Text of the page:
Watch CBSN Live

14 Killed In Baghdad Pet Market Blast

A bomb hidden in a box holding pigeons tore through a crowded animal market in central Baghdad on Friday, killing at least 14 people and wounding dozens, police said, in a blast that also left the carcasses of dead birds, dogs and other creatures scattered on the blood-soaked ground.

Violence continued across Iraq Friday — the Islamic holy day — as a bomb in Talafar killed at least nine people and further blasts in Mosul and the capital claimed an unknown number of casualties.

The attacks, mostly targeting Shiite civilians, come just days ahead of one of the holiest dates on the calendar for the Muslim sect — Ashura, the anniversary of the death of Imam Hussain, the Prophet Muhammad's grandson.

The market bomb in Baghdad exploded Friday late in the morning at the Souq al-Ghazl market, which attracts buyers and sellers peddling birds, dogs, cats, sheep and goats and exotic animals such as snakes and monkeys.

Police and hospital officials said at least 14 people were killed and 62 were wounded.

Iraqi police sources tell CBS News that the blasts in Talafar and Mosul targeted Shiite mosques, and although no further details on casualties were immediately available, the mosques were likely to have been full of men attending Friday afternoon prayers.

The sources say there were two late afternoon explosions in Baghdad, one of them an improvised explosive device believed to have killed two people. There was no information available on the other blast.

A witness of the morning explosion at the pet market said a man arrived with an egg carton containing pigeons for sale, but it exploded after he walked away to get a drink, striking the potential buyers gathering around the box.

Raad Hassan, a frequent customer at the market, said he was about 60 yards away from the site of the blast.

"My friends and I rushed to the scene where we saw burned dead bodies, pieces of flesh and several dead expensive puppies and birds," he said.

Ali Nassir said dead animals were scattered on the blood-soaked ground and several snakes, monkeys and birds had been let loose from their cages as ambulances and police cars converged on the scene.

"The policemen are firing in the air in order to disperse the crowds of people arriving to find out what happened to relatives who were missing," he said. "The explosion was huge and happened in a crowded place."

An 18-year-old homing pigeon vendor who was wounded expressed frustration at the unrelenting violence in the capital.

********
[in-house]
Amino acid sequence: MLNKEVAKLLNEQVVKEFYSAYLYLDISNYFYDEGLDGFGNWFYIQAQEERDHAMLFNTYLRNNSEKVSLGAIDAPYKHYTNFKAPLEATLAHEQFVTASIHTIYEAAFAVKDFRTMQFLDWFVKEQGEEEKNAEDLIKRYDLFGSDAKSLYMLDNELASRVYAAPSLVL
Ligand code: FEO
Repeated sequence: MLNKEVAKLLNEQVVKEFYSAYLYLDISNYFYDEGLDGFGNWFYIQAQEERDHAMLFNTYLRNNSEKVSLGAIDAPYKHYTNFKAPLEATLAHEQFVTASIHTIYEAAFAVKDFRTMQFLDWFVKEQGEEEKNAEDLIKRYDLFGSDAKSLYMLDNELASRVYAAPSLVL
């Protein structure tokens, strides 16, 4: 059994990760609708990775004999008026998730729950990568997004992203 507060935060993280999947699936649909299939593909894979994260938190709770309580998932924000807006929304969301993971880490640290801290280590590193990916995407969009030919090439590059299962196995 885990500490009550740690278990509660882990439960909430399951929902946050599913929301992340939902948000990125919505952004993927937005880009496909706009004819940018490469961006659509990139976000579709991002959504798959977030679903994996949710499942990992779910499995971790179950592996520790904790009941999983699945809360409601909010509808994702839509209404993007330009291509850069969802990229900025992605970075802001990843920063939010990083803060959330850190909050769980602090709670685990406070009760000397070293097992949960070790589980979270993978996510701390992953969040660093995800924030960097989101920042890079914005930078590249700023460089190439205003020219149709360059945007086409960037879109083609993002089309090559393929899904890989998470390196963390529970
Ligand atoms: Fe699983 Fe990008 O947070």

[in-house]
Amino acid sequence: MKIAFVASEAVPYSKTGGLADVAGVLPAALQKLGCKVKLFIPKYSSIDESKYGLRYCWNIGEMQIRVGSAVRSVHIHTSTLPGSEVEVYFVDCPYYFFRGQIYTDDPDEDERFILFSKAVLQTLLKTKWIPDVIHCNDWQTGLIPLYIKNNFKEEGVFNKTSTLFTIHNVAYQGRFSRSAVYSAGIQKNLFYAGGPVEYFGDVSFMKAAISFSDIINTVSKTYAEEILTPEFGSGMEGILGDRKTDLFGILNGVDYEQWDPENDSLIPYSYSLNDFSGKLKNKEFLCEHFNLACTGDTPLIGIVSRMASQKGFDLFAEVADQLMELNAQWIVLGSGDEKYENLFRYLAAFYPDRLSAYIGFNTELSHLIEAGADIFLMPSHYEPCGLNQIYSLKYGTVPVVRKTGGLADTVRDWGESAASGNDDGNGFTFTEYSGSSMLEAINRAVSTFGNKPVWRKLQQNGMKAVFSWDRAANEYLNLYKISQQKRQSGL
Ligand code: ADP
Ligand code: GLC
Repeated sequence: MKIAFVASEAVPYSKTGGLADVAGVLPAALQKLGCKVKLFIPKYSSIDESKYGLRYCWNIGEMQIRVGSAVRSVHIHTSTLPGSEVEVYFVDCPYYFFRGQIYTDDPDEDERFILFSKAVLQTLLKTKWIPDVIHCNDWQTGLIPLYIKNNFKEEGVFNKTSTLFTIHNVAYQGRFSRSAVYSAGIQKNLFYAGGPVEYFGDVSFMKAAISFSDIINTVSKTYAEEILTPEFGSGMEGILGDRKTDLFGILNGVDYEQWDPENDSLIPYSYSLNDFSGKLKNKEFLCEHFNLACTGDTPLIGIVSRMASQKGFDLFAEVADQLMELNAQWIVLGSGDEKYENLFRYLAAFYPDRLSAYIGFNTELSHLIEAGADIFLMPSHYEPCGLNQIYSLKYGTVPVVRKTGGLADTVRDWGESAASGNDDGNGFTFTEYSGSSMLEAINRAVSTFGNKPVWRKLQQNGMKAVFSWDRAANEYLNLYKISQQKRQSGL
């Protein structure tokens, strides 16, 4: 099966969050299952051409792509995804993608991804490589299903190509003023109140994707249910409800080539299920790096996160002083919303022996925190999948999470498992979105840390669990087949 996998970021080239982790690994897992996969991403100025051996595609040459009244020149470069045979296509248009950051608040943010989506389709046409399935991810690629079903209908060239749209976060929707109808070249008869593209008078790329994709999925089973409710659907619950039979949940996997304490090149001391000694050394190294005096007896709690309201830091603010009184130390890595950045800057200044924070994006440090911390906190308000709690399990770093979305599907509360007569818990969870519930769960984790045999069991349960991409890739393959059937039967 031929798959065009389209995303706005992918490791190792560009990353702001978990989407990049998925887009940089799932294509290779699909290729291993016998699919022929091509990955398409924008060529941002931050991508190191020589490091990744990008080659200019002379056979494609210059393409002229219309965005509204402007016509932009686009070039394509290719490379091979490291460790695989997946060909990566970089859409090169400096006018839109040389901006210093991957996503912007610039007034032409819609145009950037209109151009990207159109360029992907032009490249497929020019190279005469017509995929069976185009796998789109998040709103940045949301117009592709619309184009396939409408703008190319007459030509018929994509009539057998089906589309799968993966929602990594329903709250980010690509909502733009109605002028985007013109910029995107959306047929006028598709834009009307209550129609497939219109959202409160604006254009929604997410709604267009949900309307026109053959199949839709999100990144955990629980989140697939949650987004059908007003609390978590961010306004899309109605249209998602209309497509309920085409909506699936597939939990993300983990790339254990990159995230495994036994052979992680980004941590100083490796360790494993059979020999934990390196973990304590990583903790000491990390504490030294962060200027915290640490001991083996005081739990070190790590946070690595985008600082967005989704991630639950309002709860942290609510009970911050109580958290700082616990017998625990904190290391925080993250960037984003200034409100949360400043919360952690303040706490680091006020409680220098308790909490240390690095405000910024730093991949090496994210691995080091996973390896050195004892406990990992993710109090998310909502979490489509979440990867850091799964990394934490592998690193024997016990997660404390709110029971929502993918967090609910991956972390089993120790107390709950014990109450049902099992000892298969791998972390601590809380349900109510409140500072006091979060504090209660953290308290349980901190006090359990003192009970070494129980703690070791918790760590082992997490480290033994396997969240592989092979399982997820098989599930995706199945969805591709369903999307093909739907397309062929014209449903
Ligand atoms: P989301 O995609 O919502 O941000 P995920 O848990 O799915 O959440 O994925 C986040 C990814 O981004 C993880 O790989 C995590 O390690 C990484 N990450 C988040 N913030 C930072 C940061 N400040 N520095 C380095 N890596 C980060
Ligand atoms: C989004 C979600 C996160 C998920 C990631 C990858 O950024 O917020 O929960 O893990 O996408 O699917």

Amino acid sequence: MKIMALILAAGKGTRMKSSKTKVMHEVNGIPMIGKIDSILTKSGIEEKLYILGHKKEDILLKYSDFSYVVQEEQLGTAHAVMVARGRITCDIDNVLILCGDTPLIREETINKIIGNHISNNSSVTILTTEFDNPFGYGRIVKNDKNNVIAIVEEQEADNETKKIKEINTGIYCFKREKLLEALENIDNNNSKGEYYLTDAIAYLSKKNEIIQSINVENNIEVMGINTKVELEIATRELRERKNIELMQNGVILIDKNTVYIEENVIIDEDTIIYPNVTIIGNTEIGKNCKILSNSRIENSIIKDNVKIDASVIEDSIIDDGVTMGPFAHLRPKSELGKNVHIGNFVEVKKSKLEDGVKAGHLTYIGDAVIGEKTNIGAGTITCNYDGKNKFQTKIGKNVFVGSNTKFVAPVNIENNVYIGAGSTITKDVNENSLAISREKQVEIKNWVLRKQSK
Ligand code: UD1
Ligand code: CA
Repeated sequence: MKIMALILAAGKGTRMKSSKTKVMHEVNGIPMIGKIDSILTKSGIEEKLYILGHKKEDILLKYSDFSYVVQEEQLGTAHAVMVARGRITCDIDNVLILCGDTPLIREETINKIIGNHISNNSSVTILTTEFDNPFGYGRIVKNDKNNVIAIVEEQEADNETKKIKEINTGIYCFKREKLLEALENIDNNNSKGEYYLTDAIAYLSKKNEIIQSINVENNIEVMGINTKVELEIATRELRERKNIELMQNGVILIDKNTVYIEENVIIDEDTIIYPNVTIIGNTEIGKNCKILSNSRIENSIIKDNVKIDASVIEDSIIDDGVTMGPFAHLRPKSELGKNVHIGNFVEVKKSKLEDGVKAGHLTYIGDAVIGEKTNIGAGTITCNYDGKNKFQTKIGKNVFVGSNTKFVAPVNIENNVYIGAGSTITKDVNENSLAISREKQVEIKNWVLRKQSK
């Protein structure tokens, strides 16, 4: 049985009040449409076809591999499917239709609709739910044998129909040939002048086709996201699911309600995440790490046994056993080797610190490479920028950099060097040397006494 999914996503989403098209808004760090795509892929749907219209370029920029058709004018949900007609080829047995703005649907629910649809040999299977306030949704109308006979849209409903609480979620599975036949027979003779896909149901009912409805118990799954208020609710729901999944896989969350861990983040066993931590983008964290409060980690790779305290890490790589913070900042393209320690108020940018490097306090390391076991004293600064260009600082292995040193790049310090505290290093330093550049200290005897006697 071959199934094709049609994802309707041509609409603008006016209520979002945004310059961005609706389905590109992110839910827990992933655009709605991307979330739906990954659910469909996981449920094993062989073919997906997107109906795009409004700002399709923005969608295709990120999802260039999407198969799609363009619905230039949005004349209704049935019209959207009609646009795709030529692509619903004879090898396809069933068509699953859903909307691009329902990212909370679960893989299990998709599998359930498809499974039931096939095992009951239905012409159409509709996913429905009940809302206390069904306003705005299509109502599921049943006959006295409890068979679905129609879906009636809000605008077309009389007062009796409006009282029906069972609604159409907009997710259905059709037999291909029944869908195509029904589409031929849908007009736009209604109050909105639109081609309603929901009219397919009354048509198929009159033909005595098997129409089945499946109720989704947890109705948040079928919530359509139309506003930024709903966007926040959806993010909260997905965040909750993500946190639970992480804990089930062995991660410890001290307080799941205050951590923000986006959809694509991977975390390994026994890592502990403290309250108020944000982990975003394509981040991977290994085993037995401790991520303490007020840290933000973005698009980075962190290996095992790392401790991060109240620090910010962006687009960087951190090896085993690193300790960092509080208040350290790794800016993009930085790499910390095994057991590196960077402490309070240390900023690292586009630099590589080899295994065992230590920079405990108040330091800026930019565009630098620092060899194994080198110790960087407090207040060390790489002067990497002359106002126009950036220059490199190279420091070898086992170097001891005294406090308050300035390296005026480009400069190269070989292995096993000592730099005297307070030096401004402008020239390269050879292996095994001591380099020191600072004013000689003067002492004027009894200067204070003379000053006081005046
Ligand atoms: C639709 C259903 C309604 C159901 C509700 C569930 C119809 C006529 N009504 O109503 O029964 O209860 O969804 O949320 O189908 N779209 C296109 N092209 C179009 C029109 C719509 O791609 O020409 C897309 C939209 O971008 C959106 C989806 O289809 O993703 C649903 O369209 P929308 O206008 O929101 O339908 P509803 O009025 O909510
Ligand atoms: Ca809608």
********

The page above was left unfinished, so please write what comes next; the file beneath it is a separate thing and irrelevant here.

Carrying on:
"I went this morning to the animal market to earn some money and to entertain myself, instead I was hit by the explosion and lost consciousness, my pigeons and my mobile phone," Sajad Abdel-Jabar said from his hospital bed.

The attack occurred at one of the busiest times at the weekly market and was the latest in a series of bombings against busy commercial targets in the capital as suspected Sunni insurgents seek to maximize the number of casualties in pressing their campaign of violence before a U.S.-Iraqi security crackdown gets started.

The blast also came an hour before the start of a four-hour vehicle ban that is imposed every Friday in the capital to prevent car bombs from striking mosques during weekly Islamic prayers.

The al-Ghazl market, or Spinning Market, also was attacked in early June, when two bombings struck in quick succession, killing at least five people, as insurgents often strike commercial targets to maximize the casualties.

The popular market stands on the eastern side of the Tigris River next to the famous 13th century Sunni Ulama Mosque that was built by the Abbasid dynasty. The shops around the mosque used to be for its spinning mills but the area transformed into an animal market a few decades ago.

The shops are open all the week but vendors come on Friday and set up stalls on the 500-yard-long stretch of pavement on Jumhuri Street.

In other developments:

  • A U.S. Marine assigned to Regimental Combat Team 6 also was killed in fighting Friday in the insurgent stronghold of Anbar province, west of Baghdad, the military said. The death raises to at least 3,070 members of the U.S. military who have died since the Iraq war started in March 2003, according to an Associated Press count.
  • Street sweepers and trash collectors worked to clear the wreckage as cranes towed burned-out cars away after Thursday's bombing in Karradah, which killed at least 26 people. It was the second blast targeting the primarily Shiite neighborhood in two days. Many in the neighborhood called for revenge against Sunnis and urged Iraq's spiritual leader Grand Ayatollah Ali al-Sistani to issue a fatwa allowing them to take it.
  • Police also found a bomb in Karradah, apparently targeting a Shiite procession that is part of the 10-day Ashoura festival, which marks the death of Imam Hussein, grandson of the Prophet Muhammad and one of the most-revered Shiite saints. The bomb could not be defused so police detonated the explosive device in a controlled blast, which damaged several stores.
  • Seven tortured bodies of people who had been blindfolded and had their hands and legs bound before they were shot in the head were found in the capital Friday, according to police.
  • A former member of Saddam Hussein's ousted Baath Party and an interpreter who works for the U.S. military were killed in two separate drive-by shootings in Kut, 100 miles southeast of Baghdad.
  • Prime minister Nouri al-Maliki vowed Thursday to go after those behind Baghdad's rampant violence no matter where they try to hide and regardless of sectarian beliefs, promising at the same time to ensure the human rights of innocent Iraqis. "We are full of hope. We have no other choice but to use force and any place where we receive fire will not be safe even if it is a school, a mosque, a political party office or home," he said. "There will be no safe place in Iraq for terrorists."
  • View CBS News In